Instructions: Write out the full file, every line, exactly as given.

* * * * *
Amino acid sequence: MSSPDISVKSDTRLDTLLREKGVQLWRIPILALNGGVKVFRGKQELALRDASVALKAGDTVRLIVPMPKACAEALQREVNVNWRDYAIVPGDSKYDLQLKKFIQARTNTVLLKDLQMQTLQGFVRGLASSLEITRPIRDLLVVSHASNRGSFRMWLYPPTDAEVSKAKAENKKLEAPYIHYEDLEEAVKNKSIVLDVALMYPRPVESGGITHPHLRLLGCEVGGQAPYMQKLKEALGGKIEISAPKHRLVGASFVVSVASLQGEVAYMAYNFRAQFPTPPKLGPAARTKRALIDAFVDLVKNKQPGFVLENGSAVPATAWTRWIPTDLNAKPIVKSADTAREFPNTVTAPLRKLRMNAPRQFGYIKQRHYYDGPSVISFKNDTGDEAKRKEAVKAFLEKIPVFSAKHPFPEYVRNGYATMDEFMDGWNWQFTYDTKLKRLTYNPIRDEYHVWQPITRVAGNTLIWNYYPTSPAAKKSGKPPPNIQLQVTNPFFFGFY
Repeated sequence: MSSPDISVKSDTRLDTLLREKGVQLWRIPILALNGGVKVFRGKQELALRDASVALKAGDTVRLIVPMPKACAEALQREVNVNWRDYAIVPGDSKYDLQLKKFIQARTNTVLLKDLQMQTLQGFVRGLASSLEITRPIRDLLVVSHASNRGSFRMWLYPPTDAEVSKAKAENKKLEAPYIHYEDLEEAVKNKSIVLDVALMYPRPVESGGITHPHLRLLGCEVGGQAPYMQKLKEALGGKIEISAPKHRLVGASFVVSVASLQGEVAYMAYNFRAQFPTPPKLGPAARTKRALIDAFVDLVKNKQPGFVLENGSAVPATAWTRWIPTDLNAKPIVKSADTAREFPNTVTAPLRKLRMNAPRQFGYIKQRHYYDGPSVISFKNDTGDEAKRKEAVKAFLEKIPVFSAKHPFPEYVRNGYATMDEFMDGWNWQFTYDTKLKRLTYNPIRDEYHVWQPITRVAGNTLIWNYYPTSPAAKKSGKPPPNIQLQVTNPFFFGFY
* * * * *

Amino acid sequence: MSSPDISVKSDTRLDTLLREKGVQLWRIPILALNGGVKVFRGKQELALRDASVALKAGDTVRLIVPMPKACAEALQREVNVNWRDYAIVPGDSKYDLQLKKFIQARTNTVLLKDLQMQTLQGFVRGLASSLEITRPIRDLLVVSHASNRGSFRMWLYPPTDAEVSKAKAENKKLEAPYIHYEDLEEAVKNKSIVLDVALMYPRPVESGGITHPHLRLLGCEVGGQAPYMQKLKEALGGKIEISAPKHRLVGASFVVSVASLQGEVAYMAYNFRAQFPTPPKLGPAARTKRALIDAFVDLVKNKQPGFVLENGSAVPATAWTRWIPTDLNAKPIVKSADTAREFPNTVTAPLRKLRMNAPRQFGYIKQRHYYDGPSVISFKNDTGDEAKRKEAVKAFLEKIPVFSAKHPFPEYVRNGYATMDEFMDGWNWQFTYDTKLKRLTYNPIRDEYHVWQPITRVAGNTLIWNYYPTSPAAKKSGKPPPNIQLQVTNPFFFGFY
Repeated sequence: MSSPDISVKSDTRLDTLLREKGVQLWRIPILALNGGVKVFRGKQELALRDASVALKAGDTVRLIVPMPKACAEALQREVNVNWRDYAIVPGDSKYDLQLKKFIQARTNTVLLKDLQMQTLQGFVRGLASSLEITRPIRDLLVVSHASNRGSFRMWLYPPTDAEVSKAKAENKKLEAPYIHYEDLEEAVKNKSIVLDVALMYPRPVESGGITHPHLRLLGCEVGGQAPYMQKLKEALGGKIEISAPKHRLVGASFVVSVASLQGEVAYMAYNFRAQFPTPPKLGPAARTKRALIDAFVDLVKNKQPGFVLENGSAVPATAWTRWIPTDLNAKPIVKSADTAREFPNTVTAPLRKLRMNAPRQFGYIKQRHYYDGPSVISFKNDTGDEAKRKEAVKAFLEKIPVFSAKHPFPEYVRNGYATMDEFMDGWNWQFTYDTKLKRLTYNPIRDEYHVWQPITRVAGNTLIWNYYPTSPAAKKSGKPPPNIQLQVTNPFFFGFY